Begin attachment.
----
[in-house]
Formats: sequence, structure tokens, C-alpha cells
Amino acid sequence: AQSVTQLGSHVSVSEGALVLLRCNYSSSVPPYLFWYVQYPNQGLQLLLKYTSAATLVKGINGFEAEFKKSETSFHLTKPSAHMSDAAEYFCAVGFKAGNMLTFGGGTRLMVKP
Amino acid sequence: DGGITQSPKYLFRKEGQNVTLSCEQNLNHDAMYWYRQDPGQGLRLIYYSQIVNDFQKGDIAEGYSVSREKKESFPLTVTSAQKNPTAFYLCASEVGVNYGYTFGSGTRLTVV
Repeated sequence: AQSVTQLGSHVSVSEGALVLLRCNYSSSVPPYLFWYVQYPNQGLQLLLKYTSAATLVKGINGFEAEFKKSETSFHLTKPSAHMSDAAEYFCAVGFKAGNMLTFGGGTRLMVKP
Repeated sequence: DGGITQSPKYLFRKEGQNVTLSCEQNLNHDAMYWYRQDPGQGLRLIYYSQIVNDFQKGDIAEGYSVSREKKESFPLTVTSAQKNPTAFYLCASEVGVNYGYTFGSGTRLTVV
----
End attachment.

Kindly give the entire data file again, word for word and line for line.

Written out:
[in-house]
Formats: sequence, structure tokens, C-alpha cells
Amino acid sequence: AQSVTQLGSHVSVSEGALVLLRCNYSSSVPPYLFWYVQYPNQGLQLLLKYTSAATLVKGINGFEAEFKKSETSFHLTKPSAHMSDAAEYFCAVGFKAGNMLTFGGGTRLMVKP
Amino acid sequence: DGGITQSPKYLFRKEGQNVTLSCEQNLNHDAMYWYRQDPGQGLRLIYYSQIVNDFQKGDIAEGYSVSREKKESFPLTVTSAQKNPTAFYLCASEVGVNYGYTFGSGTRLTVV
Repeated sequence: AQSVTQLGSHVSVSEGALVLLRCNYSSSVPPYLFWYVQYPNQGLQLLLKYTSAATLVKGINGFEAEFKKSETSFHLTKPSAHMSDAAEYFCAVGFKAGNMLTFGGGTRLMVKP
Repeated sequence: DGGITQSPKYLFRKEGQNVTLSCEQNLNHDAMYWYRQDPGQGLRLIYYSQIVNDFQKGDIAEGYSVSREKKESFPLTVTSAQKNPTAFYLCASEVGVNYGYTFGSGTRLTVV